Serial Auto Burglar Convicted on Seven Felony Counts

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News from the Office of District Attorney George Gascón


August 25, 2016


CONTACT:       ALEX BASTIAN (415) 553-1931

MAX SZABO (415) 553-9089


SAN FRANCISCO - Today, District Attorney George Gascón announced that a jury found Eric Jones, 23, of San Francisco, guilty of seven felonies and four misdemeanors.  Jones was convicted on five counts of auto burglary, one count of grand theft, and one count of resisting an executive officer, all felonies.  He was additionally found guilty of two counts of driving as an unlicensed driver, and two counts of possession of burglary tools. 

“Since mid-2015 San Franciscans have experienced a surge in auto burglaries,” said District Attorney George Gascón.  “Our focus on serial offenders coupled with SFPD’s increased enforcement efforts is continuing to yield measurable results, but there’s more work to be done.  I strongly urge motorists to remain diligent and avoid leaving any valuables visible in their vehicles.  In addition to our enhanced enforcement techniques, the community can play a role in ending this epidemic.”

According to court records, Jones broke into vehicles in the Mission, Bayview, Richmond, Twin Peaks and Marina neighborhoods.  In one instance, a couple from New Zealand was eating at a Marina neighborhood restaurant on the day they were supposed to return home when Jones broke into their car and stole their passports, laptops, iPad, and $3,800 in camera equipment. 

SFDA has a specialized strategy for dealing with auto burglary and auto theft cases which recognizes that the vast majority of these crimes are committed by repeat offenders.  We vertically prosecute such cases, thereby ensuring there is one prosecutor who takes a case from rebooking all the way through sentencing.  This means repeat offenders receive the utmost attention and resources.  SFDA has also taken steps to improve collaboration, communication, and training with SFPD in order to increase the charge rate for cases presented to our office.  For example, SFDA has worked to ensure SFPD officers are familiar with the prosecution’s burden in proving auto burglary in a court of law, which generally requires evidence that the car was locked, evidence of forced entry, evidence of the intent to steal, and identification of the person who committed the crime.  The result of these collaborative efforts has been an increase in our action rate for auto burglaries, which remains at 80%.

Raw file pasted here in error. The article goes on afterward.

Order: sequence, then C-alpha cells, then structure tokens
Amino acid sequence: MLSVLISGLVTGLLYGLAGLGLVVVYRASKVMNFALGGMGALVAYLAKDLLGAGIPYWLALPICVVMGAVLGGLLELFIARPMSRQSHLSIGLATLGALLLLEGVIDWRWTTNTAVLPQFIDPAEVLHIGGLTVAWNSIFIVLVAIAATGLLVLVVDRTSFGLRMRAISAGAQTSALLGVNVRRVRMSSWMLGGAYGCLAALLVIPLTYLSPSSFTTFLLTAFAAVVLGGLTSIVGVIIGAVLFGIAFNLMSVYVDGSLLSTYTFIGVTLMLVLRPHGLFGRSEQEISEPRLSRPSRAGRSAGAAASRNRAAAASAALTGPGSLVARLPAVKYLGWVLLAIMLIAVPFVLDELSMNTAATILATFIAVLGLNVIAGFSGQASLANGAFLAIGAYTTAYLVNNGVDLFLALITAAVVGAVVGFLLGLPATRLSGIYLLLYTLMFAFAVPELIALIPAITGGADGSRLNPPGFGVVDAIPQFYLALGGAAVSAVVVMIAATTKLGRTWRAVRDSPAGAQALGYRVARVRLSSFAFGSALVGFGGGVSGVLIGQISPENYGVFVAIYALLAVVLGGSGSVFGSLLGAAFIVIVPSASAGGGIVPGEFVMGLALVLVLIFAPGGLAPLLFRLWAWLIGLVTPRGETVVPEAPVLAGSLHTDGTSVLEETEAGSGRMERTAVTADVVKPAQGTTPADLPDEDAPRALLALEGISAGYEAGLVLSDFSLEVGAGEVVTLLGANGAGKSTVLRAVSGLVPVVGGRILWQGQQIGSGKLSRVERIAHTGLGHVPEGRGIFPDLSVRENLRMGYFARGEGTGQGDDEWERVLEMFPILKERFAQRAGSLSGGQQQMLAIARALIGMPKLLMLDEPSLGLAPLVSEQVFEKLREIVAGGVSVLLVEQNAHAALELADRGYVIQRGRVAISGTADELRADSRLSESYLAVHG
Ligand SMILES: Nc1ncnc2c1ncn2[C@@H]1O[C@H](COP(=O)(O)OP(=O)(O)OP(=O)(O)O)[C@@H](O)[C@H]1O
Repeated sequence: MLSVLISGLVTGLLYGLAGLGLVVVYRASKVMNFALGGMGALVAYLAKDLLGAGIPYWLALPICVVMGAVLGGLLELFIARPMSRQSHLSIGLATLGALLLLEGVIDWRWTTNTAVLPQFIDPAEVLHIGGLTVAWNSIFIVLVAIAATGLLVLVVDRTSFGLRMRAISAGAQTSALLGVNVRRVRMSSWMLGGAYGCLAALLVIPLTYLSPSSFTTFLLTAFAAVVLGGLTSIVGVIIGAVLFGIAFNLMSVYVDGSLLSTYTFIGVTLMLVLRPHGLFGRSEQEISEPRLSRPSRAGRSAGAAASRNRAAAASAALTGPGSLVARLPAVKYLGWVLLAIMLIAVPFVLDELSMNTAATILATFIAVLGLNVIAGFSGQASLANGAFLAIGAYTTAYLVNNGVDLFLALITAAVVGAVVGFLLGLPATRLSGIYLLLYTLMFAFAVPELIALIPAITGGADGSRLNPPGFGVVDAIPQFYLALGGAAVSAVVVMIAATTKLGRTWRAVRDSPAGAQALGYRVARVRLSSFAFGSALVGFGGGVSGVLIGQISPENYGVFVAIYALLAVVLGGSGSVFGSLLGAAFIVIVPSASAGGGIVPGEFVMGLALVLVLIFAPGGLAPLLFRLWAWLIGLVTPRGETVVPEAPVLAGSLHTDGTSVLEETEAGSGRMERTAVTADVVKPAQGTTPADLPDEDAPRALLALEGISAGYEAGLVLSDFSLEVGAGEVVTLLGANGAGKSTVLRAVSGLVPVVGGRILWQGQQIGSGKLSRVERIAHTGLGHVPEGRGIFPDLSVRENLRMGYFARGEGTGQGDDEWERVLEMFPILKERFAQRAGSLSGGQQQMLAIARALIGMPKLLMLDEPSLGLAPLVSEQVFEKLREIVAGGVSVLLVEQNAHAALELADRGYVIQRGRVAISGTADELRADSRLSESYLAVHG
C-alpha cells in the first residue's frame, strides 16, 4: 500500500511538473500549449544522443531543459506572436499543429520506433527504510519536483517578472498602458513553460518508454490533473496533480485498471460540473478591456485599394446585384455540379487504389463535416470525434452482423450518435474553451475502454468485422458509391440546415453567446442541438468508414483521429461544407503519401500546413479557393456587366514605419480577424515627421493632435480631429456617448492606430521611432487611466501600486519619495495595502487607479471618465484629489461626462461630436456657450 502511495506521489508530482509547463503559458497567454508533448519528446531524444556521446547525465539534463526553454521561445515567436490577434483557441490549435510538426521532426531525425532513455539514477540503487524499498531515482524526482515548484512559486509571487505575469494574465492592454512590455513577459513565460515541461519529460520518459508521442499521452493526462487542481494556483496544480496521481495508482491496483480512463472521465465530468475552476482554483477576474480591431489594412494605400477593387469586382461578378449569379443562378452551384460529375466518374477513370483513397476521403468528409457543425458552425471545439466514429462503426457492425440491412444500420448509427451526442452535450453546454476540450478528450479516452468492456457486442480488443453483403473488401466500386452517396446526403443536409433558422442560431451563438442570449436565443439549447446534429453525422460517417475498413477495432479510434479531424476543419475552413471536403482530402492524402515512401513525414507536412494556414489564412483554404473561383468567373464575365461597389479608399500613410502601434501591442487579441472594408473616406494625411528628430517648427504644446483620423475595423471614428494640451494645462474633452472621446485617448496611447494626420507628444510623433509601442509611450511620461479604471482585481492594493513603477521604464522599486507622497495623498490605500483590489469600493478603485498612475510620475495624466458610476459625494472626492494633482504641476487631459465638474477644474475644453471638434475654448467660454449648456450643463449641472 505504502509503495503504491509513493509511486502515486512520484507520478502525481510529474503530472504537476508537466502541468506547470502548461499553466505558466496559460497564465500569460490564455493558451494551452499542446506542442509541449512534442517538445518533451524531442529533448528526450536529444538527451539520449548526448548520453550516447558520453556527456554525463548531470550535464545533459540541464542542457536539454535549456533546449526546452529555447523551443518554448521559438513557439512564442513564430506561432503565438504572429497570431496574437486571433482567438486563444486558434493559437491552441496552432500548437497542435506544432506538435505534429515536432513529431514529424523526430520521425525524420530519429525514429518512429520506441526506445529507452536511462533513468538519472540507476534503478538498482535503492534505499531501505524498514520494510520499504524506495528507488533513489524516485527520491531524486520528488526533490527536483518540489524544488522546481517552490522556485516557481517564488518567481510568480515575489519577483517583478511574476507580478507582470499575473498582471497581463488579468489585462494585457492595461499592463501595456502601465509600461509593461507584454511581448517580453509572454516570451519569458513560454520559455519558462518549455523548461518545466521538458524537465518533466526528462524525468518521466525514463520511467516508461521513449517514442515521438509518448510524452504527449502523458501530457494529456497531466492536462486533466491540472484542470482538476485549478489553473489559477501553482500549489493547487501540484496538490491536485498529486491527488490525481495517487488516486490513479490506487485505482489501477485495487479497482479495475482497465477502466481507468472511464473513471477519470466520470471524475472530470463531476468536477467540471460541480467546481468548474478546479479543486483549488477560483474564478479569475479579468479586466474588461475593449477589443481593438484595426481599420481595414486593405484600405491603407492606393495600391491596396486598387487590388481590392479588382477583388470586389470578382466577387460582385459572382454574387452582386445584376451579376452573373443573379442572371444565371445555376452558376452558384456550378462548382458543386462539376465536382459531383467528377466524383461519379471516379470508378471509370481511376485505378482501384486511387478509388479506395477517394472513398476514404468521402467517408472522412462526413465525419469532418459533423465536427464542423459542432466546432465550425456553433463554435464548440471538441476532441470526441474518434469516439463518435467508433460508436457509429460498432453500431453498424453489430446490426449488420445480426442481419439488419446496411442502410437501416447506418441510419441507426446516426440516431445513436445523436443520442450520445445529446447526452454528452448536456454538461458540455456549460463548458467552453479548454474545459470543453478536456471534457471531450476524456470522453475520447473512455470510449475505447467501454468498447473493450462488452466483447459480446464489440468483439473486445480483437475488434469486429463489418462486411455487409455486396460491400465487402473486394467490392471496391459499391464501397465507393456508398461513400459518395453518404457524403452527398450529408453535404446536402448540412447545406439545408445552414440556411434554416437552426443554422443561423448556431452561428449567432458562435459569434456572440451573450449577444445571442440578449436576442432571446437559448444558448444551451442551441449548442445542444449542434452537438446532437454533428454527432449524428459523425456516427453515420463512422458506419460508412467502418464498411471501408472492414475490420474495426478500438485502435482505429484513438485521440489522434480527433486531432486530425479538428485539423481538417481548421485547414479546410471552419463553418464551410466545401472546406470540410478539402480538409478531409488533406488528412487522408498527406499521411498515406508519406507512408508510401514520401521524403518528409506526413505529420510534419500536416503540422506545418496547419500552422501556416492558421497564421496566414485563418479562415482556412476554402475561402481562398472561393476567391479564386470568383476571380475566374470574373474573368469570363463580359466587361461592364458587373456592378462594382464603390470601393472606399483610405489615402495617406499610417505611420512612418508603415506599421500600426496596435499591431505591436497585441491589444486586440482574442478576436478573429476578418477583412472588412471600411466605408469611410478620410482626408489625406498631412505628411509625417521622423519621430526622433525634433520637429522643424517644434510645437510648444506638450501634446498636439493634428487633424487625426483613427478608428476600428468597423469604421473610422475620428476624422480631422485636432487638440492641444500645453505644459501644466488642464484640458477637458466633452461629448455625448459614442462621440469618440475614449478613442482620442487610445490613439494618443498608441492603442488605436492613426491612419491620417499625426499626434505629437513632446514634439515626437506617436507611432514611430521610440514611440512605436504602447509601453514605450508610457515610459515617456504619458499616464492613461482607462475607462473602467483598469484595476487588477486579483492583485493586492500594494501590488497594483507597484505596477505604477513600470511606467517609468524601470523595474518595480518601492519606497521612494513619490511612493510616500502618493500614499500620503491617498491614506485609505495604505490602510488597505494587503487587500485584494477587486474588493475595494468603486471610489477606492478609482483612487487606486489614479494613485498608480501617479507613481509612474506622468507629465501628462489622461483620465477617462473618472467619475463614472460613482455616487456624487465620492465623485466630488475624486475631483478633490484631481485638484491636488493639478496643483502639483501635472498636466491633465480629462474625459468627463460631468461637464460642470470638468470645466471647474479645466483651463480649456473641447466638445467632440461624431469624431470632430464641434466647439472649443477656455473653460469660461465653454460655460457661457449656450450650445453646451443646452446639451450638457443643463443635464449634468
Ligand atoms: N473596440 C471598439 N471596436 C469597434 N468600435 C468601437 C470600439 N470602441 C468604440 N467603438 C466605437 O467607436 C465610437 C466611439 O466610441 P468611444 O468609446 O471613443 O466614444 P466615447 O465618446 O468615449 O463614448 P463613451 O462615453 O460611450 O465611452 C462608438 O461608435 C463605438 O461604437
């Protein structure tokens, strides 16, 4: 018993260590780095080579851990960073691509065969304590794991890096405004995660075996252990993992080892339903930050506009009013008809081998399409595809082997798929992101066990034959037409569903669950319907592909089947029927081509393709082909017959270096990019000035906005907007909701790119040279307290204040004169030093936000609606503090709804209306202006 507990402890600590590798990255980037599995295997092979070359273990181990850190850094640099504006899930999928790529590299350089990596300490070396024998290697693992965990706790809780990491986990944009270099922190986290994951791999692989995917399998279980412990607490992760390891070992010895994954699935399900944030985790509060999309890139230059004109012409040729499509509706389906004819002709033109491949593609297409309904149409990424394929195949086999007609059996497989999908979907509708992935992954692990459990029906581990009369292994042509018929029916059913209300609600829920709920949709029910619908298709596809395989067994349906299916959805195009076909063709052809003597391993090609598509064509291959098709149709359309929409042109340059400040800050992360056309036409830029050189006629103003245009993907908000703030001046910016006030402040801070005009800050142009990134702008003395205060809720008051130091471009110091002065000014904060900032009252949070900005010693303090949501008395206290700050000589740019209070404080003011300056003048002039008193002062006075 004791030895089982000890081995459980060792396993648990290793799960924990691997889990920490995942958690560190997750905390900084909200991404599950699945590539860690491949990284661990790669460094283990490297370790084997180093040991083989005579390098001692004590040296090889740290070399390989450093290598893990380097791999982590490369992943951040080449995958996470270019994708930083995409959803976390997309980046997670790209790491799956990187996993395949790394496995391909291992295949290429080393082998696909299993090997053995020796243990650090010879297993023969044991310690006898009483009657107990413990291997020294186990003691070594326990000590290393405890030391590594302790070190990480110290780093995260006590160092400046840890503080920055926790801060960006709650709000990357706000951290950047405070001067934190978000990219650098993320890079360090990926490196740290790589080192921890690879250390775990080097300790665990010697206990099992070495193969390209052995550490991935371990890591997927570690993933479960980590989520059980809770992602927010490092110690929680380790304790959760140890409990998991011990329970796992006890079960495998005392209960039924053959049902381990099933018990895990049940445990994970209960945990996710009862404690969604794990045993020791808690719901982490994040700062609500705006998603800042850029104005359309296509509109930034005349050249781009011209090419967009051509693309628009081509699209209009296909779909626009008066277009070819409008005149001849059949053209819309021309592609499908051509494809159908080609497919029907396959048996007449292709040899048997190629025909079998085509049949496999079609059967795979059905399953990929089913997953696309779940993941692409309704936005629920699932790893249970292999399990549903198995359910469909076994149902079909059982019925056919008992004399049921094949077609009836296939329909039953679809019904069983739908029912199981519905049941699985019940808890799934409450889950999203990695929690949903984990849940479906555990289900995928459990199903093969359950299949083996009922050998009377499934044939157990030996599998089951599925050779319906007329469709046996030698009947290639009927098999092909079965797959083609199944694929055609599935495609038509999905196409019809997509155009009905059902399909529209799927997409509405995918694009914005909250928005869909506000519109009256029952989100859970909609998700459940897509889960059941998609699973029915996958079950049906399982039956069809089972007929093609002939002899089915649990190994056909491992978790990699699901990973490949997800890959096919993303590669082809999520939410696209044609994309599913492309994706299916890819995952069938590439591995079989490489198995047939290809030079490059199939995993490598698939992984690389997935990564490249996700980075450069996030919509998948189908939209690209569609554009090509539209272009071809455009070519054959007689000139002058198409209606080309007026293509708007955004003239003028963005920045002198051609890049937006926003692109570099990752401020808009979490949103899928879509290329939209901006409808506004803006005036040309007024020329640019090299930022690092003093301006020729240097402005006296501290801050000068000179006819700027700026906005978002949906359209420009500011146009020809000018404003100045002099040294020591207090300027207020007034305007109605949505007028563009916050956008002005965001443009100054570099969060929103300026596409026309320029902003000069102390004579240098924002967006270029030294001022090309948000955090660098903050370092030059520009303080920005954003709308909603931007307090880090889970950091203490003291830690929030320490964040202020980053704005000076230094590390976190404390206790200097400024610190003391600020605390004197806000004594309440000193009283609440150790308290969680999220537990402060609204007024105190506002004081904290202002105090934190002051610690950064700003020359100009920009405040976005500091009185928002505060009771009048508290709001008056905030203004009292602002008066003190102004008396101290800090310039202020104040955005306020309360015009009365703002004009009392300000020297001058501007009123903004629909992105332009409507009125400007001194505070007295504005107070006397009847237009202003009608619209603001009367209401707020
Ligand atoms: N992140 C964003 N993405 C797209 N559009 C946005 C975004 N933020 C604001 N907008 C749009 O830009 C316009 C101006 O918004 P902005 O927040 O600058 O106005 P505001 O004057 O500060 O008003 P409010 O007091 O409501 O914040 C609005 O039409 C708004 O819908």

In working with our law enforcement partners to obtain these forms of evidence, we have worked with SFPD to ensure any available video evidence is obtained immediately or as soon as possible, that officers check burglarized cars to confirm all doors were locked, and to take pictures to document the scene and the suspect.  This information is particularly important if the victim is from out of town, as the prosecution must prove that an auto burglary defendant did not have the right to be in the vehicle.  Many visit San Francisco from destinations outside subpoena power, which means establishing the fact that a defendant did not have the legal right to be in the vehicle can be difficult if these steps are not carefully adhered to, and if we have a victim who is unable to return to court to testify. 

SFDA and SFPD have also collaborated on a Hot Spot approach, focusing on those areas of the city experiencing the highest concentrations of auto burglary; as well as a focus on serial auto burglars.  By focusing on those individuals who disproportionately commit auto burglary, we both reduce the impact of those individuals, and build stronger cases for juries and judges.

“SFPD’s commitment to these cases is bearing fruit,” said SFDA’s vertically assigned auto burglary and auto theft ADA Shirin Oloumi.  “San Franciscans deserve relief from these crimes, and they should know that help is on the way.”